Applying the Three Principles to Anger Management

Applying the Three Principles to Anger Management

Where does anger come from? No, not from what happens, but from what we think about what happens; from our opinion about what happens. Without an opinion, what happens is just what happens. As Shakespeare said, “There is nothing good or bad. Thinking makes it so.”

All experience comes through the three principles – mind, thought, and consciousness. No mind, no experience. No thought, no experience. No consciousness, no experience. Until people realize this fact they feel like helpless victims of circumstance. Yet when people realize the truth that their experience comes exclusively through mind, thought and consciousness, they no longer feel like helpless victims of what happens.

Back to anger management. It follows that anger is nothing more than the experience of our thinking and opinions. Thus, there is no “real cause” of anger “out there”. We are making it up. To change our experience we just need to change our mind. When our mind changes our experience changes.

If anger is coming from our own mind, what is in mind that makes us feel angry? What are we thinking? Condemnation! All condemnation comes with anger. No condemnation, no anger.

If we have to change our mind in order to change our experience, and if anger comes from condemnation, what frees us from anger? Forgiveness.

Remember a time when you forgave, or were forgiven. Take your time. Let it come to you. How many times have you forgiven and been forgiven? No need to count, just let yourself become aware of a time, of the many times that you have forgiven and been forgiven. OK? Are you there? Are you sensing that nice feeling? Feel the experience of forgiving and being forgiven?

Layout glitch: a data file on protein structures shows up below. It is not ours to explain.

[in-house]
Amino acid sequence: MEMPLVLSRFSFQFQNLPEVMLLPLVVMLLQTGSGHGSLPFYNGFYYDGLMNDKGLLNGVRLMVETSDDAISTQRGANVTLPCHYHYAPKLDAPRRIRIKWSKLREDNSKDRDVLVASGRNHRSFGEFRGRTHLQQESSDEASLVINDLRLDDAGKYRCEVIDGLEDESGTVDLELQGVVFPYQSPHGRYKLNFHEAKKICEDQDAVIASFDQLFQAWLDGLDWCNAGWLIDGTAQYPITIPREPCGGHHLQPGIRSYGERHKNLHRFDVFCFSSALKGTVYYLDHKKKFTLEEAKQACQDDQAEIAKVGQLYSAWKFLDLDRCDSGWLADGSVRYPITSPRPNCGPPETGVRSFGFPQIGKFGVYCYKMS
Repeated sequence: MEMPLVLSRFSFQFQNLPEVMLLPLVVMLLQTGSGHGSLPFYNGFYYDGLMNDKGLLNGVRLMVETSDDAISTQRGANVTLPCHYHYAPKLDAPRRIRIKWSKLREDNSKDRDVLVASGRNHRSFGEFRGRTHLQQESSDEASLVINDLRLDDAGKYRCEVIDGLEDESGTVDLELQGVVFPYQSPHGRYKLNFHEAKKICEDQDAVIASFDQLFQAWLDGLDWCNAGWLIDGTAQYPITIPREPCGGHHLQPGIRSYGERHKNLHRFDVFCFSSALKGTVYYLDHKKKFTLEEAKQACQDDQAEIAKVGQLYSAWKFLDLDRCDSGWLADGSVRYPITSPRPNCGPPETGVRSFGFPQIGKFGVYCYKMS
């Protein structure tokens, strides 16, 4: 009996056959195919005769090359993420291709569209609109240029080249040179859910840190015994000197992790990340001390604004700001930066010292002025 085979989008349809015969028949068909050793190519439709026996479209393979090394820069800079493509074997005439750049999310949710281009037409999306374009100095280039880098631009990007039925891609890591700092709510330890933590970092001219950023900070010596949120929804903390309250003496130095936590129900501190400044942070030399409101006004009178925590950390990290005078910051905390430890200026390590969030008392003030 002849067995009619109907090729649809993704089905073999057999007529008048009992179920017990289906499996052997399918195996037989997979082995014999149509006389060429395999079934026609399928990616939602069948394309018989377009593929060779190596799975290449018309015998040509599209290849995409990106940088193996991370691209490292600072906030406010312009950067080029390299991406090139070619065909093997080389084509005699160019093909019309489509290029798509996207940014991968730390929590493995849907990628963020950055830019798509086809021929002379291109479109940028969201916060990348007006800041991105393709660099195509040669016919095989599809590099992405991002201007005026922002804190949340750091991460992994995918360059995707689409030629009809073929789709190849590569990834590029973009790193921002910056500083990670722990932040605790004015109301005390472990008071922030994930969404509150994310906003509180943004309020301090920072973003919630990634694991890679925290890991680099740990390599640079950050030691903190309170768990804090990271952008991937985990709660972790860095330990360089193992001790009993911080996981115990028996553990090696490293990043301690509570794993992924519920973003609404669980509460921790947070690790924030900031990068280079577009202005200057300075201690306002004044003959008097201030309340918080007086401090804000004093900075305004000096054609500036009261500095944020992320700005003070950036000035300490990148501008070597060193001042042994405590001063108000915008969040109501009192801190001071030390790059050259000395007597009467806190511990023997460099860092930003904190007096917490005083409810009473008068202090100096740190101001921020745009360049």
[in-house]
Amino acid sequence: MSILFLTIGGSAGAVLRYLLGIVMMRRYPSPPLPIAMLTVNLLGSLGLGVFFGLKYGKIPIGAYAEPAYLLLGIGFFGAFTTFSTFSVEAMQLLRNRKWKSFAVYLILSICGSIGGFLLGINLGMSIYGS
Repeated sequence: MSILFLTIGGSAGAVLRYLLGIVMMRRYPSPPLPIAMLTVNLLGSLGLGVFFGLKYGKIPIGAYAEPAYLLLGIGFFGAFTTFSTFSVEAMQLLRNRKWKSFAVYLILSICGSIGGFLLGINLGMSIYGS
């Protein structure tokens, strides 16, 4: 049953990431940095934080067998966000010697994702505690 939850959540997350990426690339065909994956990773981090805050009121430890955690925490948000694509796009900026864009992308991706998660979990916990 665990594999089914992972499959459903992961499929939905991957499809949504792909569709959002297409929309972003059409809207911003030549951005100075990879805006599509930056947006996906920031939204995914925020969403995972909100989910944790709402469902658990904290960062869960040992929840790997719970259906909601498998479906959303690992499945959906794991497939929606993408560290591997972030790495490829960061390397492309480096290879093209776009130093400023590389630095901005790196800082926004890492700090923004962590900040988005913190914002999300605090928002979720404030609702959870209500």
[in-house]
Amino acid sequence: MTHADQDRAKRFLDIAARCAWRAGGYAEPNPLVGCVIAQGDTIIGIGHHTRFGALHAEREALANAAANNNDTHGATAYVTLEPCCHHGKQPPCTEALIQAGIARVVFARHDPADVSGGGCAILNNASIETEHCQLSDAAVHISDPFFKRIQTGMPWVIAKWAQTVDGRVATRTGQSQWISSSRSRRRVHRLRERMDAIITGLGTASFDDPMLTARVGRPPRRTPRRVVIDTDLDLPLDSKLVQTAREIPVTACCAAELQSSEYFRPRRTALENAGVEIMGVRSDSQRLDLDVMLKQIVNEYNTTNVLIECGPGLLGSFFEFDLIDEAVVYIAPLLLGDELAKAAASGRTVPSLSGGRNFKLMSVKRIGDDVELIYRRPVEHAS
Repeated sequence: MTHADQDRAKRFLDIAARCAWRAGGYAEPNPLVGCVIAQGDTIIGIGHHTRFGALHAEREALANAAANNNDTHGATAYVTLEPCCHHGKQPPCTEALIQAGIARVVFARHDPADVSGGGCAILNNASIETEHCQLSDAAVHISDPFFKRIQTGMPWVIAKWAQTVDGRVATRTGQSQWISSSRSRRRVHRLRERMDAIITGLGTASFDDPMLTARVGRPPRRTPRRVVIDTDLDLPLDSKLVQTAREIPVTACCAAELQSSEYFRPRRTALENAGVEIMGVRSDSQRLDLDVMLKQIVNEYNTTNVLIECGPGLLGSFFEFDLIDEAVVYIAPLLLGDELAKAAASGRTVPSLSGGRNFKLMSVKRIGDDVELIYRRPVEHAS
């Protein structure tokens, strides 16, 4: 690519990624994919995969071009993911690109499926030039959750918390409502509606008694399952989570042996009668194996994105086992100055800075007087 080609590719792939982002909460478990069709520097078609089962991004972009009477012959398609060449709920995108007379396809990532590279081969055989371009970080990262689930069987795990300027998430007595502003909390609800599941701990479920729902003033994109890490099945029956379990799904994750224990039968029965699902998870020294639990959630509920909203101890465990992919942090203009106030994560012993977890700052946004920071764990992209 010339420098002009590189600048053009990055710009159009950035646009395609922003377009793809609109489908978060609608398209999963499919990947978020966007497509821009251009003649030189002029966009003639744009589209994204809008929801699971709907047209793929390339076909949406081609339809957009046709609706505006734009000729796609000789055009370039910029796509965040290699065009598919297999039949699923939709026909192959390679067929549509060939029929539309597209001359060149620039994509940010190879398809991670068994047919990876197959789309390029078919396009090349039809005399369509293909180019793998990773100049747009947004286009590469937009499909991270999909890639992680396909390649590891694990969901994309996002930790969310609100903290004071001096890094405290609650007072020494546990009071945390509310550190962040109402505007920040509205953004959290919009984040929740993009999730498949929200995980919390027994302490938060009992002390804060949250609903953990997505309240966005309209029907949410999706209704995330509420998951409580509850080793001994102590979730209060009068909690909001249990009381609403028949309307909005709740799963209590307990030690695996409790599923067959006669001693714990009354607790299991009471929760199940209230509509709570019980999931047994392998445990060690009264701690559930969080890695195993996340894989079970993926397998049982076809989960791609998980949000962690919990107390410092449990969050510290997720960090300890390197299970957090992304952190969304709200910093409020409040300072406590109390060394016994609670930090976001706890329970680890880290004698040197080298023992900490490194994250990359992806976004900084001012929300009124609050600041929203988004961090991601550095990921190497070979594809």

Where is the anger now? This is the essence of anger management.

As a matter of fact, there is nothing to manage once you have forgiven. However, until you forgive, so long as you condemn, and justify your condemnation, you may need to manage your impulses to get even, to get revenge, to get justice. Retribution always comes with risks, negative side effects and complications. It requires us to manage our anger to avoid the dangerous side effects of acting it out, or to be very careful to avoid the dangers of getting even.

A change of heart, forgiveness, has no untoward side effects, no risks, and no negative consequences. It spares us the need to manage our anger, because we spend no time justifying it. Rather, we spend our time looking for and open to a change of heart, to a change of perspective, which is forgiveness.

Again, we are all free to decide. We have free will. We are free to choose the path of condemnation, anger and “payola”, or we can choose the path of forgiveness, a nice feeling, and generosity. The latter is impossible when we believe that our feelings come from what others do or fail to do; from what happens.

When people realize that their feelings are “the shadows of their thoughts”, as George Pransky of Pransky and Associates put it, they see that mind, thought, and consciousness are the sole sources of their experience and they are more motivated and likely to look for the solution to their anger in a change of heart (forgiveness), than in retribution.